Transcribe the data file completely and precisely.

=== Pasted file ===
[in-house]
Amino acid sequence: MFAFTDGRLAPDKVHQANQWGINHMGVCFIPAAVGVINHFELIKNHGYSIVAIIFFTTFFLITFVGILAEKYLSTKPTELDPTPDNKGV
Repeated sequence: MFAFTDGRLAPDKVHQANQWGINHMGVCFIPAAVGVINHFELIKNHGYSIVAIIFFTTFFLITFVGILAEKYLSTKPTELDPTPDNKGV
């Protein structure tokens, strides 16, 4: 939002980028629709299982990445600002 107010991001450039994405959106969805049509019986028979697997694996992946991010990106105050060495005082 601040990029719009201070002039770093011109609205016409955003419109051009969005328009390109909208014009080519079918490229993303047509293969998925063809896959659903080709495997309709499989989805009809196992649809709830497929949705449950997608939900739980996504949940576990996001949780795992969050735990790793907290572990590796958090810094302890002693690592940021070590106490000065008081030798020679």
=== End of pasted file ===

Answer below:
[in-house]
Amino acid sequence: MFAFTDGRLAPDKVHQANQWGINHMGVCFIPAAVGVINHFELIKNHGYSIVAIIFFTTFFLITFVGILAEKYLSTKPTELDPTPDNKGV
Repeated sequence: MFAFTDGRLAPDKVHQANQWGINHMGVCFIPAAVGVINHFELIKNHGYSIVAIIFFTTFFLITFVGILAEKYLSTKPTELDPTPDNKGV
């Protein structure tokens, strides 16, 4: 939002980028629709299982990445600002 107010991001450039994405959106969805049509019986028979697997694996992946991010990106105050060495005082 601040990029719009201070002039770093011109609205016409955003419109051009969005328009390109909208014009080519079918490229993303047509293969998925063809896959659903080709495997309709499989989805009809196992649809709830497929949705449950997608939900739980996504949940576990996001949780795992969050735990790793907290572990590796958090810094302890002693690592940021070590106490000065008081030798020679």